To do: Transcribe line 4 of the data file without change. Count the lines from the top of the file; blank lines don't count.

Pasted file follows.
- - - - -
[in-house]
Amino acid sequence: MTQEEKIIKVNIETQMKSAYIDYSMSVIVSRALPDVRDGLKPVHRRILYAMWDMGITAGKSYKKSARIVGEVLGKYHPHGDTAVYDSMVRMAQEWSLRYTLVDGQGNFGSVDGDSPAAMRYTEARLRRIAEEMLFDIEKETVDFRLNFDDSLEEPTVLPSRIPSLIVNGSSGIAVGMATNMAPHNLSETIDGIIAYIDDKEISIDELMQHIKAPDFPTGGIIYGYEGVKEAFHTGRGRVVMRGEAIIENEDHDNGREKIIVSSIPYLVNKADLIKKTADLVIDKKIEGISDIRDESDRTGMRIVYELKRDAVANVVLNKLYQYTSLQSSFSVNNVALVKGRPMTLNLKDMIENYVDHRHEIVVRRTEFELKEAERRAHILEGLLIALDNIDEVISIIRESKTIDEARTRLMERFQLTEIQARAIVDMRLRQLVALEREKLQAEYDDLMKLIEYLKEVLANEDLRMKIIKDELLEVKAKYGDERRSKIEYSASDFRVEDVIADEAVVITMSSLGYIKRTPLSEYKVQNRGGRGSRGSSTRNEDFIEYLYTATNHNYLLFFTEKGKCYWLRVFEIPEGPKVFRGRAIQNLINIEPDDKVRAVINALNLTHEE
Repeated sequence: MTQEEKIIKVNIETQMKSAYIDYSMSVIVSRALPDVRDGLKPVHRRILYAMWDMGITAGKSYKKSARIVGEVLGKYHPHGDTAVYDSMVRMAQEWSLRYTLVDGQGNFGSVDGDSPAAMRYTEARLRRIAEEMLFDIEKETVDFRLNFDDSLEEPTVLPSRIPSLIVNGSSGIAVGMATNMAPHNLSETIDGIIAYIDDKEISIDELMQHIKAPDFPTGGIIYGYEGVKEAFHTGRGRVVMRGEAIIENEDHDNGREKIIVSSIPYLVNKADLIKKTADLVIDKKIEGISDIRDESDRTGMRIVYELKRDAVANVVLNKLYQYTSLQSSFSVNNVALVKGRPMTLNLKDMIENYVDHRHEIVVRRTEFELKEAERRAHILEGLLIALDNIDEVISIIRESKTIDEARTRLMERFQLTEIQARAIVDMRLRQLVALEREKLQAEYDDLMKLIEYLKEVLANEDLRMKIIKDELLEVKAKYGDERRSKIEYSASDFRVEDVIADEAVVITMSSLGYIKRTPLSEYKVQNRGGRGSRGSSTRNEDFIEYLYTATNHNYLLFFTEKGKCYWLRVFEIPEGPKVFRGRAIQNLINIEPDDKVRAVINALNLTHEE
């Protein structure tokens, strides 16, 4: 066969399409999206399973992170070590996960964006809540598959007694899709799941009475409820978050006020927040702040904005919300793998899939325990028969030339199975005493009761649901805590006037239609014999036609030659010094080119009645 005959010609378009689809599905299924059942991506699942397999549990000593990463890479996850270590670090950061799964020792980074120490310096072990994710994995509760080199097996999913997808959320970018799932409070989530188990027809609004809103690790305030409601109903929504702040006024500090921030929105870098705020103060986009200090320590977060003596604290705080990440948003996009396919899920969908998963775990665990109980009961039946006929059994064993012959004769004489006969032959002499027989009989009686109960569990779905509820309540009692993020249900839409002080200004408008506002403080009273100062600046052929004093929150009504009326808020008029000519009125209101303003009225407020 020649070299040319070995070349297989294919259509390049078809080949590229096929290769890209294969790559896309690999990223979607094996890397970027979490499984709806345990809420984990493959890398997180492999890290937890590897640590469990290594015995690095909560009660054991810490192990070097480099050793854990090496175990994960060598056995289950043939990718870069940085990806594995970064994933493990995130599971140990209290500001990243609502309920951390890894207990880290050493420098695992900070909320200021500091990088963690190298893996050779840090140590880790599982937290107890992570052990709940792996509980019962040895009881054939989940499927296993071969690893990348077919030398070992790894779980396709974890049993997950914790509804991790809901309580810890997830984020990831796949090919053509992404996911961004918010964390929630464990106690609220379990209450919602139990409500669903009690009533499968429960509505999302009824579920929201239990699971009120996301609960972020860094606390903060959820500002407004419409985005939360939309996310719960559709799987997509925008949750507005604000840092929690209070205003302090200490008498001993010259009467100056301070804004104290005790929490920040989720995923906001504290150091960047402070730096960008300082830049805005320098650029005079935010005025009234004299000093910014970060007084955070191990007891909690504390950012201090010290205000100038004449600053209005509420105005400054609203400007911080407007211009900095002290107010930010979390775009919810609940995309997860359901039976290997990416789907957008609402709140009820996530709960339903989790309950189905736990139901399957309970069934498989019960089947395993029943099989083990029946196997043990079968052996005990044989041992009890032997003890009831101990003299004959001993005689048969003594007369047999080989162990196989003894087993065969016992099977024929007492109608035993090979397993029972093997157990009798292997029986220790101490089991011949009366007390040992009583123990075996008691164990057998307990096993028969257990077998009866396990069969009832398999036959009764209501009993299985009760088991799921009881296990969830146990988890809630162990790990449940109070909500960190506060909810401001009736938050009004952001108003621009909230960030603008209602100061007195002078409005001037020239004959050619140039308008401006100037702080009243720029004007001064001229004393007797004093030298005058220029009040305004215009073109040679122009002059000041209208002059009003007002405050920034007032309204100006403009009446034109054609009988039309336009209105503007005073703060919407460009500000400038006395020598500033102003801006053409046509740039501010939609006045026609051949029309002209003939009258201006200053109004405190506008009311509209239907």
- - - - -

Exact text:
């Protein structure tokens, strides 16, 4: 066969399409999206399973992170070590996960964006809540598959007694899709799941009475409820978050006020927040702040904005919300793998899939325990028969030339199975005493009761649901805590006037239609014999036609030659010094080119009645 005959010609378009689809599905299924059942991506699942397999549990000593990463890479996850270590670090950061799964020792980074120490310096072990994710994995509760080199097996999913997808959320970018799932409070989530188990027809609004809103690790305030409601109903929504702040006024500090921030929105870098705020103060986009200090320590977060003596604290705080990440948003996009396919899920969908998963775990665990109980009961039946006929059994064993012959004769004489006969032959002499027989009989009686109960569990779905509820309540009692993020249900839409002080200004408008506002403080009273100062600046052929004093929150009504009326808020008029000519009125209101303003009225407020 020649070299040319070995070349297989294919259509390049078809080949590229096929290769890209294969790559896309690999990223979607094996890397970027979490499984709806345990809420984990493959890398997180492999890290937890590897640590469990290594015995690095909560009660054991810490192990070097480099050793854990090496175990994960060598056995289950043939990718870069940085990806594995970064994933493990995130599971140990209290500001990243609502309920951390890894207990880290050493420098695992900070909320200021500091990088963690190298893996050779840090140590880790599982937290107890992570052990709940792996509980019962040895009881054939989940499927296993071969690893990348077919030398070992790894779980396709974890049993997950914790509804991790809901309580810890997830984020990831796949090919053509992404996911961004918010964390929630464990106690609220379990209450919602139990409500669903009690009533499968429960509505999302009824579920929201239990699971009120996301609960972020860094606390903060959820500002407004419409985005939360939309996310719960559709799987997509925008949750507005604000840092929690209070205003302090200490008498001993010259009467100056301070804004104290005790929490920040989720995923906001504290150091960047402070730096960008300082830049805005320098650029005079935010005025009234004299000093910014970060007084955070191990007891909690504390950012201090010290205000100038004449600053209005509420105005400054609203400007911080407007211009900095002290107010930010979390775009919810609940995309997860359901039976290997990416789907957008609402709140009820996530709960339903989790309950189905736990139901399957309970069934498989019960089947395993029943099989083990029946196997043990079968052996005990044989041992009890032997003890009831101990003299004959001993005689048969003594007369047999080989162990196989003894087993065969016992099977024929007492109608035993090979397993029972093997157990009798292997029986220790101490089991011949009366007390040992009583123990075996008691164990057998307990096993028969257990077998009866396990069969009832398999036959009764209501009993299985009760088991799921009881296990969830146990988890809630162990790990449940109070909500960190506060909810401001009736938050009004952001108003621009909230960030603008209602100061007195002078409005001037020239004959050619140039308008401006100037702080009243720029004007001064001229004393007797004093030298005058220029009040305004215009073109040679122009002059000041209208002059009003007002405050920034007032309204100006403009009446034109054609009988039309336009209105503007005073703060919407460009500000400038006395020598500033102003801006053409046509740039501010939609006045026609051949029309002209003939009258201006200053109004405190506008009311509209239907």